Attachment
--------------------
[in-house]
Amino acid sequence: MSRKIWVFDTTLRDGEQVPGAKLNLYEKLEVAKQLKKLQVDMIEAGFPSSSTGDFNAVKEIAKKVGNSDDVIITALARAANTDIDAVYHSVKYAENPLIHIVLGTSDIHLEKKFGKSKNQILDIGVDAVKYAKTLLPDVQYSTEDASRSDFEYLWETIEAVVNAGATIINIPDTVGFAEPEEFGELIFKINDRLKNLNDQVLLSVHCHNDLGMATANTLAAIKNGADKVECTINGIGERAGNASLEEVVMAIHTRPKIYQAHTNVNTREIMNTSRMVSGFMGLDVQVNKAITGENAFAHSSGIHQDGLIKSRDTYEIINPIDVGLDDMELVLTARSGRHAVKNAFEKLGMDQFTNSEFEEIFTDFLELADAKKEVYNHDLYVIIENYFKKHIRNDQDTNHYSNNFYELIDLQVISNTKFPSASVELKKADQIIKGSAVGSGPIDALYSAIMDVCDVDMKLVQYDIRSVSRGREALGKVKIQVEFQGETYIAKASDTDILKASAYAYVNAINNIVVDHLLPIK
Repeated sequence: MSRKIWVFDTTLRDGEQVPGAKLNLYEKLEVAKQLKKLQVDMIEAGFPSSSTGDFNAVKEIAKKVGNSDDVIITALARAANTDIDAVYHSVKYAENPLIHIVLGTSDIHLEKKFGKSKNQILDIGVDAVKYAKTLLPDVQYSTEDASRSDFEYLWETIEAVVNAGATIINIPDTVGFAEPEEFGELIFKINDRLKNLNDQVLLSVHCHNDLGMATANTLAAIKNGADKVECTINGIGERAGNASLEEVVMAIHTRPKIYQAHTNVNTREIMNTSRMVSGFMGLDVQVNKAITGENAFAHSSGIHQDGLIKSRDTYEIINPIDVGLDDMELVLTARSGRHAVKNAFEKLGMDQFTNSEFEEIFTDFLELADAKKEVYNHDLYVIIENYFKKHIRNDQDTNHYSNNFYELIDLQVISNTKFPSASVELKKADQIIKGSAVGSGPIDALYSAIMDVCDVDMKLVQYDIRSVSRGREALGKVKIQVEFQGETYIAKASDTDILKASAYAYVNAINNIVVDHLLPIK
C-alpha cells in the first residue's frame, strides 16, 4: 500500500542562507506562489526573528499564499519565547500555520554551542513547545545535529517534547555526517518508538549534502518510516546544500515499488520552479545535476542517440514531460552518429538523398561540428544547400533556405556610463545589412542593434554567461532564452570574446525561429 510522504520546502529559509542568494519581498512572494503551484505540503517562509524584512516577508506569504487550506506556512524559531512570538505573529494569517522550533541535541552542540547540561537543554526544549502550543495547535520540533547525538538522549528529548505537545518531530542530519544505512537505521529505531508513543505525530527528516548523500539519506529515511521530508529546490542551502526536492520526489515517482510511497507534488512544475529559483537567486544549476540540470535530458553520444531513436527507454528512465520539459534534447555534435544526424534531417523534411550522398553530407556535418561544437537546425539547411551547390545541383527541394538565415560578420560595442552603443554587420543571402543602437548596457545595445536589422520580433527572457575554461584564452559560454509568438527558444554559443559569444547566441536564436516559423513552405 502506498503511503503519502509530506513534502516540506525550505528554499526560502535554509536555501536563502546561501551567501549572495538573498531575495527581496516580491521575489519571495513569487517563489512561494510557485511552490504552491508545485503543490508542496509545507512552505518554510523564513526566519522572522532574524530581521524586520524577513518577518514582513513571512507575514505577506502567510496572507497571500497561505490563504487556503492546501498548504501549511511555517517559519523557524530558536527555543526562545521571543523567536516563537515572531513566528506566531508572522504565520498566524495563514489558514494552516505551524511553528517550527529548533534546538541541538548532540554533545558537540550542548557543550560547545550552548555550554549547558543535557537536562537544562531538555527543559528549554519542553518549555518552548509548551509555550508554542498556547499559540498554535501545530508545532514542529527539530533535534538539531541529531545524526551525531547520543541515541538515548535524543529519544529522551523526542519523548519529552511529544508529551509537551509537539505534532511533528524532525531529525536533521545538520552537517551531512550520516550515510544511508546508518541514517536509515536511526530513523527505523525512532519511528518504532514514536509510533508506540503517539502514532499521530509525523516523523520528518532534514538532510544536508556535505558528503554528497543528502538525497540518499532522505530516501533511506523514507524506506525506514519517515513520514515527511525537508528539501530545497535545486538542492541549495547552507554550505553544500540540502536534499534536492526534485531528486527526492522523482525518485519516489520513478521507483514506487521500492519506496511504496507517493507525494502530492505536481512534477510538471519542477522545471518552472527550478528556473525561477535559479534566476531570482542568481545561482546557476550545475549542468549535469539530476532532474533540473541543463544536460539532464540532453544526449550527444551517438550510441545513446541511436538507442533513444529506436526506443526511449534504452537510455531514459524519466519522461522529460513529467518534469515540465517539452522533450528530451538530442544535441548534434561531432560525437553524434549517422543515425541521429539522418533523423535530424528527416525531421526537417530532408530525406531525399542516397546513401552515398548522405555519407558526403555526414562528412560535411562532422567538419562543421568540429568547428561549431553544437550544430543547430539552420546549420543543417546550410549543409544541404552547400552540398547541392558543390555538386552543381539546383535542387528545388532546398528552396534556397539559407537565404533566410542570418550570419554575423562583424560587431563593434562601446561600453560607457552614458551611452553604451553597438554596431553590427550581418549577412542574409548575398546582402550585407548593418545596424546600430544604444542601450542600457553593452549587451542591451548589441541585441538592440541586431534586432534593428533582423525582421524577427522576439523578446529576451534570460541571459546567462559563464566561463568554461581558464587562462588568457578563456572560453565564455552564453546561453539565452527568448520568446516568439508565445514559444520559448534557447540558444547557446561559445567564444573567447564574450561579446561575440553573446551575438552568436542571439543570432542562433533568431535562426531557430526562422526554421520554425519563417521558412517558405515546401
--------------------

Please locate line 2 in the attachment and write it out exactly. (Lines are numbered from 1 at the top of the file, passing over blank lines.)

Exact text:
Amino acid sequence: MSRKIWVFDTTLRDGEQVPGAKLNLYEKLEVAKQLKKLQVDMIEAGFPSSSTGDFNAVKEIAKKVGNSDDVIITALARAANTDIDAVYHSVKYAENPLIHIVLGTSDIHLEKKFGKSKNQILDIGVDAVKYAKTLLPDVQYSTEDASRSDFEYLWETIEAVVNAGATIINIPDTVGFAEPEEFGELIFKINDRLKNLNDQVLLSVHCHNDLGMATANTLAAIKNGADKVECTINGIGERAGNASLEEVVMAIHTRPKIYQAHTNVNTREIMNTSRMVSGFMGLDVQVNKAITGENAFAHSSGIHQDGLIKSRDTYEIINPIDVGLDDMELVLTARSGRHAVKNAFEKLGMDQFTNSEFEEIFTDFLELADAKKEVYNHDLYVIIENYFKKHIRNDQDTNHYSNNFYELIDLQVISNTKFPSASVELKKADQIIKGSAVGSGPIDALYSAIMDVCDVDMKLVQYDIRSVSRGREALGKVKIQVEFQGETYIAKASDTDILKASAYAYVNAINNIVVDHLLPIK